A two sided quilt – sounds easy, right?

You have probably seen adult coloring books in stores over the past few years.  Meant as a way to unwind from daily stress, these books can take an adult back to their childhood days of coloring.

Since my crafts are my way to relax at the end of a day, I have not purchased any of these coloring books.  I have however, looked at the books in stores.  The pictures are complex and do provide great inspiration for quilting patterns and applique designs.

Last summer, I paged through one of these coloring books with trees.  Each design featured a tree with unique patterns.  Some of the designs had animals in the trees – owls, birds and even cats. One day I may make one of these, perhaps a tree with many different owls appliqued on the branches.

Directly next to the display of coloring books, was a different display featuring paper craft ideas. One idea showed strips of wrapping paper cut and glued horizontally in the background, and featured cutouts of black or white paper animals, flowers or trees as the main object.  Sorry, but I did not think to take a picture of the display. But, it was a really nice idea.

This idea stuck with me, and besides thinking about making some greeting cards with the idea, I realized that a quilt could be made with a similar design.  At the time I first saw the display, my paper craft supplies were buried in the back of my craft storage closet, so the cards would need to wait.  But, I did have lots of fabric that I could utilize for a quilt.

So, I set out to work on my new design.  Many of my batik scraps were blue and green, which would work well for the background of a tree.

Sorting through the fabrics, I couldn’t decide whether I wanted a the colors to depict a tree during the daytime, the nighttime, or an unsorted scrappy look.  After playing around with a graphic program, I ruled out the scrappy look because it was too chaotic for my liking.  But, I simply just couldn’t decide which of the other two I preferred.  So, I thought I would try something new and make a two sided quilt – one side with bright daytime colors, the other side with darker nighttime colors.  After cutting 2 1/2″ strips, the fabrics were sewn together with some shorter pieces inserted periodically to add some variation to the background.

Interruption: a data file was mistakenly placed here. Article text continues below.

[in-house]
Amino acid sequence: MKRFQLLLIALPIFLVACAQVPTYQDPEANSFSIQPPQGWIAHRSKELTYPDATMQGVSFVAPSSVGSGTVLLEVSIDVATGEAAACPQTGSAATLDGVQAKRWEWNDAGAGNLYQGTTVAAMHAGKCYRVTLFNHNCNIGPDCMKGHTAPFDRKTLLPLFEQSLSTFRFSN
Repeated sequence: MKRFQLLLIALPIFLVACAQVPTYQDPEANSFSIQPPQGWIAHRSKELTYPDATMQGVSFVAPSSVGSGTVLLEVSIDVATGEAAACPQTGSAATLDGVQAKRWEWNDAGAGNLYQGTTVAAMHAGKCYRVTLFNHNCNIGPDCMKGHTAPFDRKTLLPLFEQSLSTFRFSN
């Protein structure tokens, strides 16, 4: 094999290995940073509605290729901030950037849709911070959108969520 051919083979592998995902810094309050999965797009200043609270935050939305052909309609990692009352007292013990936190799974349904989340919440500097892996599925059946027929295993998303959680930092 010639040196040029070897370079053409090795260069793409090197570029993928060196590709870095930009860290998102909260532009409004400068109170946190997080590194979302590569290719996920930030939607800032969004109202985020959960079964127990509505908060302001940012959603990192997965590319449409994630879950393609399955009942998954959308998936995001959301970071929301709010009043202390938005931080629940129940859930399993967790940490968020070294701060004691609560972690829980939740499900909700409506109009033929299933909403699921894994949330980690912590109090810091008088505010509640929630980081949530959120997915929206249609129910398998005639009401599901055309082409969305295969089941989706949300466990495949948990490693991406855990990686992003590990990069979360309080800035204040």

Since I had decided to try to make the applique exactly reversible, the quilting the front and back together would need to be done next.  When loading the pieced backgrounds onto my long arm machine, I realized that making a completely reversible quilt was going to be rather difficult.

This year, in particular, my ideas for quilts have been easy in the planning stages, but more challenging when actually sewing.  This quilt was no exception.  On paper, it looked straightforward – sew the strips, load it on my quilting frame and quilt away.  Right!  Actually, wrong.  Lining up so many seams on the front and the back of the quilt prior to machine quilting was definitely not easy.  I discovered that even though my piecing was exact, the number and location of the seams impacted the stretch and movement of the two pieces of fabric.  I ended up having to pin along each seam of the layers to try to get my quilting to look right on both the front and the back of the quilt. IMG_1042

Backgrounds

Once the backgrounds was quilted, I decided to get my least favorite part of any quilt (the binding) done before I  would start work on the appliqued tree.  More on that in my next posting.

Since moving into my newer sewing room, my paper craft supplies are now accessible, so cards can once again be made.  That project will be included in a future post as well.

Color Burst completed piecing.

After several more hours of sewing, the piecing if finally done.IMG_2608

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Close-up of corner
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Close up of Small Burst
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Close up of Large Burst

But the result is awesome!

Some statistics:
Number of blocks sewn:
Red/Orange Blocks = 8 small, 4 large
Yellow/Green Blocks = 16 small, 8 large